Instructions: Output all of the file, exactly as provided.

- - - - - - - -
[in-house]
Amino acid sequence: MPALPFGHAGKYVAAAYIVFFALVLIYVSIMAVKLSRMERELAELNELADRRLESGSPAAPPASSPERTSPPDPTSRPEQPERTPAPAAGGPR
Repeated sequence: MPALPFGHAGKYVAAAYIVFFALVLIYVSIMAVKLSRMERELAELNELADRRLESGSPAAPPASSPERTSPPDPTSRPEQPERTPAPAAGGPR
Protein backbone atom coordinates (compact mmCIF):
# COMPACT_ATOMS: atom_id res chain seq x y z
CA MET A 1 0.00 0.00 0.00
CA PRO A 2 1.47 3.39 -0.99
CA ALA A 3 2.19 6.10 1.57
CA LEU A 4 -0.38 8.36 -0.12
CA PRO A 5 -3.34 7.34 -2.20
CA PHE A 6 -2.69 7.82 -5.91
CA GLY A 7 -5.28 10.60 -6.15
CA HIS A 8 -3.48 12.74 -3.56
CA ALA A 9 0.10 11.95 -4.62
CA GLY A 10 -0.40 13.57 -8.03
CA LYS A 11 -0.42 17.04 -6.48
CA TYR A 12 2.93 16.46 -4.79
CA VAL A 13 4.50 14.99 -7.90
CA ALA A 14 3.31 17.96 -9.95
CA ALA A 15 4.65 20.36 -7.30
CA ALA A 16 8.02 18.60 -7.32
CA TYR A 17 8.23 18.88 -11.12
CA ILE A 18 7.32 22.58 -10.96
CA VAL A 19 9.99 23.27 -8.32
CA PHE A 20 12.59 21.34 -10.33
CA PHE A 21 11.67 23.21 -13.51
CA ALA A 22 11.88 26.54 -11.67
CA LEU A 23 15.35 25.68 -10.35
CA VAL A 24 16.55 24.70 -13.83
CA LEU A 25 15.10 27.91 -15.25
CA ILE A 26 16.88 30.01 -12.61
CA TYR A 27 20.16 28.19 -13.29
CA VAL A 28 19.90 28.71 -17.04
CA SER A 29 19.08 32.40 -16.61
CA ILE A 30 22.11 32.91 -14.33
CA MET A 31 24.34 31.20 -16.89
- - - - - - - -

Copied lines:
[in-house]
Amino acid sequence: MPALPFGHAGKYVAAAYIVFFALVLIYVSIMAVKLSRMERELAELNELADRRLESGSPAAPPASSPERTSPPDPTSRPEQPERTPAPAAGGPR
Repeated sequence: MPALPFGHAGKYVAAAYIVFFALVLIYVSIMAVKLSRMERELAELNELADRRLESGSPAAPPASSPERTSPPDPTSRPEQPERTPAPAAGGPR
Protein backbone atom coordinates (compact mmCIF):
# COMPACT_ATOMS: atom_id res chain seq x y z
CA MET A 1 0.00 0.00 0.00
CA PRO A 2 1.47 3.39 -0.99
CA ALA A 3 2.19 6.10 1.57
CA LEU A 4 -0.38 8.36 -0.12
CA PRO A 5 -3.34 7.34 -2.20
CA PHE A 6 -2.69 7.82 -5.91
CA GLY A 7 -5.28 10.60 -6.15
CA HIS A 8 -3.48 12.74 -3.56
CA ALA A 9 0.10 11.95 -4.62
CA GLY A 10 -0.40 13.57 -8.03
CA LYS A 11 -0.42 17.04 -6.48
CA TYR A 12 2.93 16.46 -4.79
CA VAL A 13 4.50 14.99 -7.90
CA ALA A 14 3.31 17.96 -9.95
CA ALA A 15 4.65 20.36 -7.30
CA ALA A 16 8.02 18.60 -7.32
CA TYR A 17 8.23 18.88 -11.12
CA ILE A 18 7.32 22.58 -10.96
CA VAL A 19 9.99 23.27 -8.32
CA PHE A 20 12.59 21.34 -10.33
CA PHE A 21 11.67 23.21 -13.51
CA ALA A 22 11.88 26.54 -11.67
CA LEU A 23 15.35 25.68 -10.35
CA VAL A 24 16.55 24.70 -13.83
CA LEU A 25 15.10 27.91 -15.25
CA ILE A 26 16.88 30.01 -12.61
CA TYR A 27 20.16 28.19 -13.29
CA VAL A 28 19.90 28.71 -17.04
CA SER A 29 19.08 32.40 -16.61
CA ILE A 30 22.11 32.91 -14.33
CA MET A 31 24.34 31.20 -16.89